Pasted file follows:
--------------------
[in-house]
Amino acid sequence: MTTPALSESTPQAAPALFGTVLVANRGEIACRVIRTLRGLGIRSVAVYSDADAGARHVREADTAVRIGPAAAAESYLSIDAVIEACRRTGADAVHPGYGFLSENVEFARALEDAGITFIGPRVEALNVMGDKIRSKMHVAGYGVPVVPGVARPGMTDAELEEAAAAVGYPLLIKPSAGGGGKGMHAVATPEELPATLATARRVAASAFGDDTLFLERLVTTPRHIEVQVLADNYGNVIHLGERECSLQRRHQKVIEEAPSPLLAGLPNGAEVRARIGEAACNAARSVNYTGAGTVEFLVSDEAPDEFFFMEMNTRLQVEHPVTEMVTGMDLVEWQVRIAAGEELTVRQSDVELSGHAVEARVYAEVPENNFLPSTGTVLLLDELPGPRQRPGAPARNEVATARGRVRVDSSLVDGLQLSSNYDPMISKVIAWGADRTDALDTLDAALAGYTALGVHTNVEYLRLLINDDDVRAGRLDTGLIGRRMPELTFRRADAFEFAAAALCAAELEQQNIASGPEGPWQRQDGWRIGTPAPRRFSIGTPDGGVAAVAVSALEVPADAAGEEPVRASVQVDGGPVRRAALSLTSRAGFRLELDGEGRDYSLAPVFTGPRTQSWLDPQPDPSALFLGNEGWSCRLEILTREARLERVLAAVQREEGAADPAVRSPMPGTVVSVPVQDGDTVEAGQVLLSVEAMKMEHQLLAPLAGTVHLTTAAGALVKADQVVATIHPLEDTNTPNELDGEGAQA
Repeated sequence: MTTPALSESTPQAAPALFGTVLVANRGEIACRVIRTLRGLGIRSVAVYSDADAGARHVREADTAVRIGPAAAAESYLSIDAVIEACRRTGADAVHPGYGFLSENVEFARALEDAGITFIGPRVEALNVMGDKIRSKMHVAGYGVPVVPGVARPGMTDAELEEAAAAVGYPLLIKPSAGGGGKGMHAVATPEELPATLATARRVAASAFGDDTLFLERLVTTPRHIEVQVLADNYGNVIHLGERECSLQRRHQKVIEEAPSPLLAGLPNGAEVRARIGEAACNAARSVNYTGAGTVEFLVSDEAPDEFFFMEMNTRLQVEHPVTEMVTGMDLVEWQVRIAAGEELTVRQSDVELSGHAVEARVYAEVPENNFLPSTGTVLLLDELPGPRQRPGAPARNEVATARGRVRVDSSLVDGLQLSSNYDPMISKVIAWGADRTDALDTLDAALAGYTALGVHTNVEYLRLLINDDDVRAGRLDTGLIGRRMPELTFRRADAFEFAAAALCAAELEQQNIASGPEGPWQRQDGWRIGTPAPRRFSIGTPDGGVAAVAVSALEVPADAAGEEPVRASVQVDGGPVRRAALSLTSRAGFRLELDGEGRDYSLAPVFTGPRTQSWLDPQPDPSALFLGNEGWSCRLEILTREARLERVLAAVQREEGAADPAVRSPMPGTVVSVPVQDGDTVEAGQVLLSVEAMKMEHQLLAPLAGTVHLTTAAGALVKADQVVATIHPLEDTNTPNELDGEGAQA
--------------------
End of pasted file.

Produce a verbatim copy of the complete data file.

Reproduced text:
[in-house]
Amino acid sequence: MTTPALSESTPQAAPALFGTVLVANRGEIACRVIRTLRGLGIRSVAVYSDADAGARHVREADTAVRIGPAAAAESYLSIDAVIEACRRTGADAVHPGYGFLSENVEFARALEDAGITFIGPRVEALNVMGDKIRSKMHVAGYGVPVVPGVARPGMTDAELEEAAAAVGYPLLIKPSAGGGGKGMHAVATPEELPATLATARRVAASAFGDDTLFLERLVTTPRHIEVQVLADNYGNVIHLGERECSLQRRHQKVIEEAPSPLLAGLPNGAEVRARIGEAACNAARSVNYTGAGTVEFLVSDEAPDEFFFMEMNTRLQVEHPVTEMVTGMDLVEWQVRIAAGEELTVRQSDVELSGHAVEARVYAEVPENNFLPSTGTVLLLDELPGPRQRPGAPARNEVATARGRVRVDSSLVDGLQLSSNYDPMISKVIAWGADRTDALDTLDAALAGYTALGVHTNVEYLRLLINDDDVRAGRLDTGLIGRRMPELTFRRADAFEFAAAALCAAELEQQNIASGPEGPWQRQDGWRIGTPAPRRFSIGTPDGGVAAVAVSALEVPADAAGEEPVRASVQVDGGPVRRAALSLTSRAGFRLELDGEGRDYSLAPVFTGPRTQSWLDPQPDPSALFLGNEGWSCRLEILTREARLERVLAAVQREEGAADPAVRSPMPGTVVSVPVQDGDTVEAGQVLLSVEAMKMEHQLLAPLAGTVHLTTAAGALVKADQVVATIHPLEDTNTPNELDGEGAQA
Repeated sequence: MTTPALSESTPQAAPALFGTVLVANRGEIACRVIRTLRGLGIRSVAVYSDADAGARHVREADTAVRIGPAAAAESYLSIDAVIEACRRTGADAVHPGYGFLSENVEFARALEDAGITFIGPRVEALNVMGDKIRSKMHVAGYGVPVVPGVARPGMTDAELEEAAAAVGYPLLIKPSAGGGGKGMHAVATPEELPATLATARRVAASAFGDDTLFLERLVTTPRHIEVQVLADNYGNVIHLGERECSLQRRHQKVIEEAPSPLLAGLPNGAEVRARIGEAACNAARSVNYTGAGTVEFLVSDEAPDEFFFMEMNTRLQVEHPVTEMVTGMDLVEWQVRIAAGEELTVRQSDVELSGHAVEARVYAEVPENNFLPSTGTVLLLDELPGPRQRPGAPARNEVATARGRVRVDSSLVDGLQLSSNYDPMISKVIAWGADRTDALDTLDAALAGYTALGVHTNVEYLRLLINDDDVRAGRLDTGLIGRRMPELTFRRADAFEFAAAALCAAELEQQNIASGPEGPWQRQDGWRIGTPAPRRFSIGTPDGGVAAVAVSALEVPADAAGEEPVRASVQVDGGPVRRAALSLTSRAGFRLELDGEGRDYSLAPVFTGPRTQSWLDPQPDPSALFLGNEGWSCRLEILTREARLERVLAAVQREEGAADPAVRSPMPGTVVSVPVQDGDTVEAGQVLLSVEAMKMEHQLLAPLAGTVHLTTAAGALVKADQVVATIHPLEDTNTPNELDGEGAQA